Find out how she did it!

She Saved Over $20k On Gluten Free Foods

by Mary Harrington


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When I first started eating gluten free, my grocery bill for all six of us living at home was $2500! And that was just one month! I now spend $600 a month on groceries. That's a $1900 savings per month compared to where I started. That's huge! That's $28,800 in savings per year. How do I do it? Read below and find out.

  1. Take out your grocery budget in cash at the beginning of the month. That way you can't overspend.

  2. Make a monthly meal plan. This way, you can see how your items flow together for leftovers.

  3. Make a grocery list and stick to it. If need be, order from your local grocery store online, so you can see the total first. Remember to put things like toilet paper and paper towels on the list because you probably buy them at your grocery store, and they should be included in your budget. An excellent resource is GroceryLists.org.


  4. You should do one night of prep work per week. I like Sunday night. We chop, cook, bake, and laugh as we go along.

  5. Buy minimal processed foods. The real cost of living gluten free is buying other people's factory created items. It is their business to take your money. It's plain and simple. You want to keep more of your money? Pay them less. Don't have the time to make waffles, pancakes, cookies, muffins, crackers, etc.? I know time is also a factor here, so pick and choose carefully what you can and can't make. A 24-count batch of muffins takes ten minutes to prep (do while having coffee) and 18 minutes to cook (while taking a shower). The cost to do so yourself? The cost is $0.55 per muffin. The cost of buying Udi's muffins? It's $1.50 per muffin. What's the best priced flour to buy? It's Better Batter. Check out cost comparisons here. Do you want to spend $13.22 or spend $36?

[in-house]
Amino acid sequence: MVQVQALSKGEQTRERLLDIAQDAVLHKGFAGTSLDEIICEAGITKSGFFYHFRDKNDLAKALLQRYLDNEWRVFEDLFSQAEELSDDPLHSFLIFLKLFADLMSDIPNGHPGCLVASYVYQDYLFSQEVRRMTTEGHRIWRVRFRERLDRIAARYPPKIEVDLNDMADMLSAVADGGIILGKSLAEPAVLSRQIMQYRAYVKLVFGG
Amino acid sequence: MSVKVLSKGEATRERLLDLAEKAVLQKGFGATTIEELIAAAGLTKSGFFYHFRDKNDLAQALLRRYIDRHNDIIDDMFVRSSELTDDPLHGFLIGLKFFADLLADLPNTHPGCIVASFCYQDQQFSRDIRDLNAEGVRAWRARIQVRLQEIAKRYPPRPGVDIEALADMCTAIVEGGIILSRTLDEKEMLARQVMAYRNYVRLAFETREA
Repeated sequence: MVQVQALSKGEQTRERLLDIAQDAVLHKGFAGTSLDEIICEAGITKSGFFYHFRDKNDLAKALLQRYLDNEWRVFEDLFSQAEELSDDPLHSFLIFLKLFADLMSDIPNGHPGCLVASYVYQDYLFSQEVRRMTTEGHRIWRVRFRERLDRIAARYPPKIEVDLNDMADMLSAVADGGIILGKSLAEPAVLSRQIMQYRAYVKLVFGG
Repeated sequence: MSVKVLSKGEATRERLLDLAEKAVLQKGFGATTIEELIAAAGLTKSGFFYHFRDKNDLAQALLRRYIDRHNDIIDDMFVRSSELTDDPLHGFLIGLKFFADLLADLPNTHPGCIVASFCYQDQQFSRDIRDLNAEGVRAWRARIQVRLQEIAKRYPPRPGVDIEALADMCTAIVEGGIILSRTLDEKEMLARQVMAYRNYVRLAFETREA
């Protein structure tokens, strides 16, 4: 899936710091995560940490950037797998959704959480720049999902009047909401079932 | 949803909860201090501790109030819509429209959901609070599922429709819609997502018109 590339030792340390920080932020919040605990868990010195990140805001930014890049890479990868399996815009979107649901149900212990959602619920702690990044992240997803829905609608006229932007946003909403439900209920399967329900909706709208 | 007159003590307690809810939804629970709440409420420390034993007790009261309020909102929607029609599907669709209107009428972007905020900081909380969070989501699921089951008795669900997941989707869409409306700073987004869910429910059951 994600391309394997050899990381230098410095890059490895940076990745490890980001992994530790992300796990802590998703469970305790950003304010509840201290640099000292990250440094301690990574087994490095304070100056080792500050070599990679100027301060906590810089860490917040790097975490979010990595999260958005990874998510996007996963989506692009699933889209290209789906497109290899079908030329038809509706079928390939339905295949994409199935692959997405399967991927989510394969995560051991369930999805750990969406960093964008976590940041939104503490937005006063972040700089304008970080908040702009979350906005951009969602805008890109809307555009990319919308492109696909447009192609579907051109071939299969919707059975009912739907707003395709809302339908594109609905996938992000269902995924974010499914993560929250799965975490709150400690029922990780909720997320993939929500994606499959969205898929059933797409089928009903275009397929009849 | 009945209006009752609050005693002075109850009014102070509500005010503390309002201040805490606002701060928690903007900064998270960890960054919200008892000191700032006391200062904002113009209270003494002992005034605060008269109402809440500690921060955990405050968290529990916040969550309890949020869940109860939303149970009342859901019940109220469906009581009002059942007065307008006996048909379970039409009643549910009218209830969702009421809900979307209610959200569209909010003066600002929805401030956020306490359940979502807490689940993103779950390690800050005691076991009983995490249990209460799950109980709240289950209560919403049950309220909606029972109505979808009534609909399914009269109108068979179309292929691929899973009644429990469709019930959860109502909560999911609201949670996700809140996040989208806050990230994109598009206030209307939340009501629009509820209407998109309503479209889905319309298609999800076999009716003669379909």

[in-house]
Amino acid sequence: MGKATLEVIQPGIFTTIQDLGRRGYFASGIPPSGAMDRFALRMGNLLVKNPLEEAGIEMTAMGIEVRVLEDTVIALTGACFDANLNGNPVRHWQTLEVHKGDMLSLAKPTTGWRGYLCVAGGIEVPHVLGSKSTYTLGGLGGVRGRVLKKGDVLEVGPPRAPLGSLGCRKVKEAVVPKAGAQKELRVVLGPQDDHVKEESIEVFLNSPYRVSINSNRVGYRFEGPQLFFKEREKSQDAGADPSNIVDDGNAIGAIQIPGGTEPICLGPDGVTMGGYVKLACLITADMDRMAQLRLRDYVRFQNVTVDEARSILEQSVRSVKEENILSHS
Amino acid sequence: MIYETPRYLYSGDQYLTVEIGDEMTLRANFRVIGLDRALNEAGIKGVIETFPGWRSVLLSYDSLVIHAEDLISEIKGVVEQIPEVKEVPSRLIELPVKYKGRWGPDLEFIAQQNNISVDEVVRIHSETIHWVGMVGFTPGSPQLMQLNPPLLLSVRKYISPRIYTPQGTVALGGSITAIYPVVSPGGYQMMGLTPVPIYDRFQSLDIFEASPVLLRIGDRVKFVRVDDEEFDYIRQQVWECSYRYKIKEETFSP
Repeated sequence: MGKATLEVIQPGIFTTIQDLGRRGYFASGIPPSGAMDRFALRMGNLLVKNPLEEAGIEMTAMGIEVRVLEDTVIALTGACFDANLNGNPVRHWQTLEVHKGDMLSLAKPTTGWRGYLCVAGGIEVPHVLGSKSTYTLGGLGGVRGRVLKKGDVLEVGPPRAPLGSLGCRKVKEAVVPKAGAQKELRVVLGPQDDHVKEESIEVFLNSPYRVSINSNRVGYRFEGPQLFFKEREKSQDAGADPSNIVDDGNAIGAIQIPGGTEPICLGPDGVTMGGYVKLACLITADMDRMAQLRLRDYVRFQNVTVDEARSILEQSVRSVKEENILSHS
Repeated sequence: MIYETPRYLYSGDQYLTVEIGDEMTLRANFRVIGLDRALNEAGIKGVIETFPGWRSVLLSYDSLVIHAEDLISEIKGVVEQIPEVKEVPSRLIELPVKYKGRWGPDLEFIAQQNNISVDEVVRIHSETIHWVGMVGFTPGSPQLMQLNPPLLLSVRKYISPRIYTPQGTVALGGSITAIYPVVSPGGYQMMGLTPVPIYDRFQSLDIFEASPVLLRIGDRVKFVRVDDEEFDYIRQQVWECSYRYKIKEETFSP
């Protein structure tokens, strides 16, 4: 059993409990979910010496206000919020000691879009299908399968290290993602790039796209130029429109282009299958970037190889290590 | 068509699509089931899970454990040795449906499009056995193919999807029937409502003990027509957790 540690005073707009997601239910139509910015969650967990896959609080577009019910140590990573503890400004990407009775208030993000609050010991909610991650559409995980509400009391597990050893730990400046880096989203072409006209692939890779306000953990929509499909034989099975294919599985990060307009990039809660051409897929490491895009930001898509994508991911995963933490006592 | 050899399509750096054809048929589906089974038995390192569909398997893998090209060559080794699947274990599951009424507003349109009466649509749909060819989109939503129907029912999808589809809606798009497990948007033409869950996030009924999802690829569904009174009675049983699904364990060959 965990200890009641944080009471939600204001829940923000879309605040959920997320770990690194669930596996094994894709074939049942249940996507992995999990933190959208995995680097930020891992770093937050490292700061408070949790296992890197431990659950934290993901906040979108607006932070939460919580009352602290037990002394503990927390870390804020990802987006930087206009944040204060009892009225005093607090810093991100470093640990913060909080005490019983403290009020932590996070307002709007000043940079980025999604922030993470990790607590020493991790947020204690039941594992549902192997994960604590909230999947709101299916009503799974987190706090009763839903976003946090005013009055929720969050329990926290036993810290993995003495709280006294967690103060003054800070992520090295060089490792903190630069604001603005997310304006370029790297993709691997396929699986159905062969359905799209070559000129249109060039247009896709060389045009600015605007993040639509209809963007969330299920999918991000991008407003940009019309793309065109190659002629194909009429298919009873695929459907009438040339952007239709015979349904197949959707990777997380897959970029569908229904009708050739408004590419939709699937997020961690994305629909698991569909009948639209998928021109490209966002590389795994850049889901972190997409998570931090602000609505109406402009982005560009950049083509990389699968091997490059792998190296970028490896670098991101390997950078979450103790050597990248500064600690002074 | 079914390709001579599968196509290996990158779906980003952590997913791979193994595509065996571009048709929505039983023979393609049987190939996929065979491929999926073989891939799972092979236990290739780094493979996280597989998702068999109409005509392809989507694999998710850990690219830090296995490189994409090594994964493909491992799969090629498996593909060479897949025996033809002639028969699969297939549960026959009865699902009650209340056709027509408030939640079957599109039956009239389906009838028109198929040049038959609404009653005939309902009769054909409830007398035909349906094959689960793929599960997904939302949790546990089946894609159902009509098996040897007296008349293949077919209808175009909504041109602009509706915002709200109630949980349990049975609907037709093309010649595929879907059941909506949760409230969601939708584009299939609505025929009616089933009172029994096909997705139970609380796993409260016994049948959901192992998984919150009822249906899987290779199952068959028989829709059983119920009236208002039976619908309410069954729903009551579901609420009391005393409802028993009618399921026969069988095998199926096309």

6. Snacking is one of my favorite topics. Much of the gluten-free snack stuff is nothing but crap, just like standard snack stuff. It contains fillers. It has no nutritional value and certainly no value to your bottom line. So what do we do for snacks? Eat fruits and veggies! We are talking about the original fast food. Eat them straight from a tree, a garden, a bush, etc. They offer vitamins, minerals, hydration, and fiber and are great for on the go eating. Grab an apple and a take along portion of peanut butter and you're good to go.

Eating gluten free on a budget isn't difficult. It does take a change of mind set. It does take some time. It does take dedication. But what it doesn't take is a lot of money.


The journey began in 2009 with the opening of Sinless Confections specializing in gluten-free desserts. Sinless Confections baked their final cake when Mary transferred to the Boston area. Now with five more years of delicious cooking under her apron, Mary is delighted to share this with you through recipes and gluten free coaching services. Visit her at Gluten Free GPS.

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